Euro Continues to Slide Toward Dollar Parity
This week, the euro fell below $1.02, continuing its decline to new 20-year lows and eventual parity with the US dollar.
The euro fell as low as $1.0165 in Europe on Wednesday afternoon before recovering somewhat to hover just above the $1.02 barrier on Thursday morning.
The eurozone shared that currency has been steadily declining as fears of a recession grow. It was fueled by increased uncertainty about the bloc’s energy supply. Moreover, Russia is threatening to limit gas supplies to the EU.
The possibility of an economic downturn raises the question of whether the European Central Bank will be able to tighten monetary policy sufficiently to contain record-high inflation.
In a note issued Wednesday, Deutsche Bank noted that the stress points extend beyond the German natural gas shortfall to the larger European energy market, as indicated by France’s EDF announcing more electricity cuts on Wednesday morning.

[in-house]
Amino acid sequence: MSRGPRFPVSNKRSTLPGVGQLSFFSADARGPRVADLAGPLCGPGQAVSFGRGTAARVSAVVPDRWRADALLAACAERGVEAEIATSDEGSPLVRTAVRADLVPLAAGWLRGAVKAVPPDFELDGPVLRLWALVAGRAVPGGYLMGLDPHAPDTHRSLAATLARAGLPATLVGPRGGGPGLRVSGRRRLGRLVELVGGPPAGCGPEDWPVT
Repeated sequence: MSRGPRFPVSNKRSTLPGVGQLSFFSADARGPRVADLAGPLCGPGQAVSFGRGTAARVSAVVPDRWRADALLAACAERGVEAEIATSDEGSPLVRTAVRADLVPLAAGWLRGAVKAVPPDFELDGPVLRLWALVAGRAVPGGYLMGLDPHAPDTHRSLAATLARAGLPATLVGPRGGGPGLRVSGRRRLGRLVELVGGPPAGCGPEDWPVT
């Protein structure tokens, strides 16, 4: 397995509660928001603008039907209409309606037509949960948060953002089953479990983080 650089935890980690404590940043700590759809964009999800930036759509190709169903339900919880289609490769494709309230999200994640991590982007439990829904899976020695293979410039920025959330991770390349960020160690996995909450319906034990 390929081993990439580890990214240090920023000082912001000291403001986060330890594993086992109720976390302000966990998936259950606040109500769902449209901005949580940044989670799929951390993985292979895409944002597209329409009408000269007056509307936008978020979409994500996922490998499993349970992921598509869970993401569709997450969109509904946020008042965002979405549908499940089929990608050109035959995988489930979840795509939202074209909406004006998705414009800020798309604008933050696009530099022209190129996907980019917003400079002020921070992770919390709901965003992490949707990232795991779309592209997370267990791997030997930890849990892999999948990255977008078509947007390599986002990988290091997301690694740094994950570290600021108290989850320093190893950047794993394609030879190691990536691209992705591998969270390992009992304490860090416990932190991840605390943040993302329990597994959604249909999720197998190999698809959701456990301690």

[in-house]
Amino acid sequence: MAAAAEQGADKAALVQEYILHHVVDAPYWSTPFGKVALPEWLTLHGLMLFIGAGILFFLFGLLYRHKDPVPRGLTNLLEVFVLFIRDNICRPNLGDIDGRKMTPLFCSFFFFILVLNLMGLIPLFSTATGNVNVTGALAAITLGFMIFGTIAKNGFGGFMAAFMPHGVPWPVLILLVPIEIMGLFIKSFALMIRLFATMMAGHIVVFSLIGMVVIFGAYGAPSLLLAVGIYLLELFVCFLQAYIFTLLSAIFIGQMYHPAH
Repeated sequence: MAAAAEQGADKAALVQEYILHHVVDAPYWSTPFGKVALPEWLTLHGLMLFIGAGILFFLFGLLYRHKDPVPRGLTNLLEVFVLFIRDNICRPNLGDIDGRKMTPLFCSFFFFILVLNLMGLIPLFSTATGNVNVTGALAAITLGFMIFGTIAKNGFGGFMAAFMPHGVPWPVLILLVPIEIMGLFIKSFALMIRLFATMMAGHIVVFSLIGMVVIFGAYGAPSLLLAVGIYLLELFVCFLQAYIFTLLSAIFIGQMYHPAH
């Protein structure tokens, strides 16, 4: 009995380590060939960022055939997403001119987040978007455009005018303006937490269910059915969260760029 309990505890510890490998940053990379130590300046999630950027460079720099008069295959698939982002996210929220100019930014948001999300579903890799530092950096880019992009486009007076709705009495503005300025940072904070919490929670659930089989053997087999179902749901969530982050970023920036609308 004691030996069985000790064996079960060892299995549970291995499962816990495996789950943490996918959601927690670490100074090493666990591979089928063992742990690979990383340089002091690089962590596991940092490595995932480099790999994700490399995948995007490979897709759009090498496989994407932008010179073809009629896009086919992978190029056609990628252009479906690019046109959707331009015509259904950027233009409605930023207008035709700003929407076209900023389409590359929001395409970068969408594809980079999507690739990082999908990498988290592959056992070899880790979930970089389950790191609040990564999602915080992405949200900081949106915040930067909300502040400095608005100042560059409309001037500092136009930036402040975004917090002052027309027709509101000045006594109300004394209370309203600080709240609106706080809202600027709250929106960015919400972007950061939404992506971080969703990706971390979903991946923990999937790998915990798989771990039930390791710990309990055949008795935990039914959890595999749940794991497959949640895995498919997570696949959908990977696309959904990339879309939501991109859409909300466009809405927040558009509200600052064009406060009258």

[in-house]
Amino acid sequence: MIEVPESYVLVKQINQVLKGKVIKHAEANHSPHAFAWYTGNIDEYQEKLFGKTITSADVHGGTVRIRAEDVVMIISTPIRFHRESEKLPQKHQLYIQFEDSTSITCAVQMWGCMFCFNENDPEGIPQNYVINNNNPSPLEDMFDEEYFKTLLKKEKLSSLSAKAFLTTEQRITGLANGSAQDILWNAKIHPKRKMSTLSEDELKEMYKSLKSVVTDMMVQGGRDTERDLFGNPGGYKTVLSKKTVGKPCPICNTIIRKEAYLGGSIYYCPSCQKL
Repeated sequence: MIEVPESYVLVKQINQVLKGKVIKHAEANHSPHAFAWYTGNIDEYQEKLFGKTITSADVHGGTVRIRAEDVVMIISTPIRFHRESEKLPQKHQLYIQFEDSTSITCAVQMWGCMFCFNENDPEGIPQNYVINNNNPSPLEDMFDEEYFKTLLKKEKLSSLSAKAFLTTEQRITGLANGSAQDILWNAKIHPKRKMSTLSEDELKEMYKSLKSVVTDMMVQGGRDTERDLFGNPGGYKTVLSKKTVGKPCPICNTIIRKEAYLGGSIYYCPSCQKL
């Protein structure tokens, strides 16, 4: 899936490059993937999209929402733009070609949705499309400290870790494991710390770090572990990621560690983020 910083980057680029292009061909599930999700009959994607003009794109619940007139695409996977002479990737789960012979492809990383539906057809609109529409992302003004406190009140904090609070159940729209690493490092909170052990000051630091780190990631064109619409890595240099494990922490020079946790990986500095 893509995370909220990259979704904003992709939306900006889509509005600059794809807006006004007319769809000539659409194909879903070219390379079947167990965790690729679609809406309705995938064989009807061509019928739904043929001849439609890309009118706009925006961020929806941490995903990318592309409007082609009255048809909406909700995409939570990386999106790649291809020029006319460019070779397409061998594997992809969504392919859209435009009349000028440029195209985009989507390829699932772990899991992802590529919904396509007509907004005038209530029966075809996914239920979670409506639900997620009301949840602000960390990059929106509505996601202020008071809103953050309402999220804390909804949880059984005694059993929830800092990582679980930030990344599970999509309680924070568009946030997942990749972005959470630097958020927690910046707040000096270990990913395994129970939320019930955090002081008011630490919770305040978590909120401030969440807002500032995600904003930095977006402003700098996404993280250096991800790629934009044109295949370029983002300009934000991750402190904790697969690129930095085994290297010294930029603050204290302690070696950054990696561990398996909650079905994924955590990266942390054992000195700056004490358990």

The United States is entering a technical recession. Hence, “safe-haven” moves toward the US dollar may become much more dramatic. This will put further negative pressure on the EUR/USD trade.
Hope For the US dollar
One significant factor that might reverse the strengthening of the US dollar is a signal that the Fed is approaching a prolonged pause in its monetary tightening cycle, allowing for the release of some of the risk premium baked into the greenback. The DXY U.S. dollar index is up more than 11% year to date. It was the last trading slightly below the 107 level.
The bleak forecast for the European economy comes as the European Central Bank (ECB) confirmed its intention to raise interest rates for the first time since 2011, with eurozone inflation at a record high of 8.6 per cent.
Central banks around the world are in a bind as they try to contain inflation without exacerbating economic slowdowns. The data suggest that slowdowns are on the horizon. The Fed has already begun to tighten. It raised its benchmark rate by 75 basis points in June while drastically lowering its growth forecast for 2022.